Tears came with exertion. Tears came warm with legs that shook, with shoulders that seized, with fists that gripped the handlebars too hard. Tears came not with the occasional decision to get off and walk up a steep incline, but with the knowledge that she would go on, despite the wretched bloody hills. Later, as she conquered letting go on the Falls Road descent, the tears came with a new sense of elation, the feeling of things long held on to finally falling away behind her. Cycling gifted her with perspective. It helped her see that so many of the things she’d been focusing on so diligently were decoys.
Meanwhile, those dark desires she had been too frightened to acknowledge came at her with force: an impulse to annihilate her own life; to hit the children back; to scream and to shout; and once to throw a cat clean across a room. Another, many times, to string Lachlan White from a telegraph pole by the balls. These dark thoughts: she owned up to them.
Last October, while they were together at home on the weekend, Clancy stood up on his own two feet. He was thirteen months old. She watched the gentle sway, the way the gift of independent balance travelled from his feet and upwards through the spine, neck, shoulders and registered in the seat of his brain. He stood, halfway across the room from her, and looked at her with complete surprise. ‘Look what you can do!’ she said, and he beamed at her and took his first step. The smile the child gave her then, the shock, the joy, as he raised his arms gently to counterbalance and stepped forward again, towards her. Her heart beat for him.
Clancy could walk.
Clancy could walk, and whatever it was between them that had darkened lifted away right there. It went as it had come, like a mist, and although she had never completely doubted that love for her second child was within her, she had barely felt it until then. She inhabited that morning the full force of the knowledge that she and he were here in concert, that he was because she was also. There was a subtle but deeply robust purpose to things.
And her body was her own again.
As her cycling skills developed, it was increasingly this kind of scene that was replayed to her on the Falls Road descent.
On the lawyer’s bike, she moved with sustained focus into and out of the warm air, the cool, the damp air, the dry. It was movement with attention to things, attention to both the remembered and the forgotten, attention to the lies and the truths.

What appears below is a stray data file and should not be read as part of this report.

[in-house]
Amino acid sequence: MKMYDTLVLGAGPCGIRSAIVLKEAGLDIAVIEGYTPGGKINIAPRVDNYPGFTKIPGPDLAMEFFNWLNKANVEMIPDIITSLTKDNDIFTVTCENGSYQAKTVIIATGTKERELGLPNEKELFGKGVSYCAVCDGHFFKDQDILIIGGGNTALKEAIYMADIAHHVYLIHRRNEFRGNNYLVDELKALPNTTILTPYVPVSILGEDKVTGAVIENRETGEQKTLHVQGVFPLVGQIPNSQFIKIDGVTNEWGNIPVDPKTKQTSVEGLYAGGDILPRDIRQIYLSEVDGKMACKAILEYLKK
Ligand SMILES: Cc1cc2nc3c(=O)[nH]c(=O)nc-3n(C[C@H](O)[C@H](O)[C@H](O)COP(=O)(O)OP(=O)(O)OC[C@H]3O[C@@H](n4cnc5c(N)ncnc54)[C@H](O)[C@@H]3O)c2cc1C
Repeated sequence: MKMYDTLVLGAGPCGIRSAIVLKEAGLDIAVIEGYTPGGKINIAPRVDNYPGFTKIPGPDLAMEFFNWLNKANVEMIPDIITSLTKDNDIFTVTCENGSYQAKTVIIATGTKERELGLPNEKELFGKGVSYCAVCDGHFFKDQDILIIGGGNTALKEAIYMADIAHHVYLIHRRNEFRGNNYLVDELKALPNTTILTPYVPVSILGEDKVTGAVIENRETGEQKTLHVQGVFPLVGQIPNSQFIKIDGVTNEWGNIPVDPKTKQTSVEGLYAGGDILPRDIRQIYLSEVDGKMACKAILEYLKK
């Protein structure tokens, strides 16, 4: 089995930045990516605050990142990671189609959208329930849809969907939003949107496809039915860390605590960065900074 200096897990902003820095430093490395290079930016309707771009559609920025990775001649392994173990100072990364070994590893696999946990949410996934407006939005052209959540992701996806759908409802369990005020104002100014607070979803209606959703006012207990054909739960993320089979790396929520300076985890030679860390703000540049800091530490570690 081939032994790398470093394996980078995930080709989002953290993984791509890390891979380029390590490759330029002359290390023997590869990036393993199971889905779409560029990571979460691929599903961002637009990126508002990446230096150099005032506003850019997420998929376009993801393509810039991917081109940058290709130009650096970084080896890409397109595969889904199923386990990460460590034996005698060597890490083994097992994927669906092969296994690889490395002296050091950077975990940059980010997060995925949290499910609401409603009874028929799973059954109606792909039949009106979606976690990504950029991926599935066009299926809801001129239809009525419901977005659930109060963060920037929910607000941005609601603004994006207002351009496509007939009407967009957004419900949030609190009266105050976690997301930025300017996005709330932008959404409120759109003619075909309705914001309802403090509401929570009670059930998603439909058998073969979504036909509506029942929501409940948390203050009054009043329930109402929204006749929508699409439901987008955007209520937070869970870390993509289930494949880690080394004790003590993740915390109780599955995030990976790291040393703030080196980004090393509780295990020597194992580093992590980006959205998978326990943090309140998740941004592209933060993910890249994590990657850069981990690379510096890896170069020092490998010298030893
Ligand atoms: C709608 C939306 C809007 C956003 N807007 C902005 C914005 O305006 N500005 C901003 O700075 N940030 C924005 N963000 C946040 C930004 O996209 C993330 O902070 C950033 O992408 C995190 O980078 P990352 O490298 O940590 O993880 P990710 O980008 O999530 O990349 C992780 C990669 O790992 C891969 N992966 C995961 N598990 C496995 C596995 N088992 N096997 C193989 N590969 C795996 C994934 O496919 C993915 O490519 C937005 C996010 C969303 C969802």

And so it was on the bike, mid-descent, that she found courage. She found the courage to leave The Tabloid and the career she’d spent a decade building. Alongside the constant fear – not just of Lachlan White, but of a growing body of readers who made it their business to make her daily working life at the very least risky – there was a developing sense of doom to working on the media frontline. Digital platforms proliferated, and for as long as she’d had her full-time appointment, The Tabloid had performed an annual shedding of staff, putting particular pressure on old-school journalists and photographers – those still with the scent of newsprint or photo chemicals about them – to take a generous pay package and walk away. By 2012, when management announced another fifty redundancies, for the first time half of them were forced. After that meeting, the editor, the same one who’d hired her, told Wil that if she ever wanted to take redundancy she could do it any time she liked. In the year following Clancy’s birth, it became an increasingly enticing idea. She had cycled in. She could cycle clean out.
Wil’s consciousness is yet to arrive in hell. Perhaps it’s fallen sideways into heaven. At first she doesn’t know how she might progress. Her thoughts keep looping back, forward, back, endless circles. And because she is cycling up a steep incline backwards and that is never possible for long, something has to change.
In heaven, she finds she can perform acrobatics. The body grows flexible. There is the idea of a third child in her womb but in the middle of the second trimester it changes its mind and dissolves. She doesn’t mind. She is lighter without it. She cycles upside down. She grows wings on her back. There is some kind of tightrope stretched taut across the river, beneath the railway bridge, and as she cycles across it a train goes by, and the people on the carriages turn their faces towards her, mouths gaping. She smiles at them as they pass, lifting one hand to wave.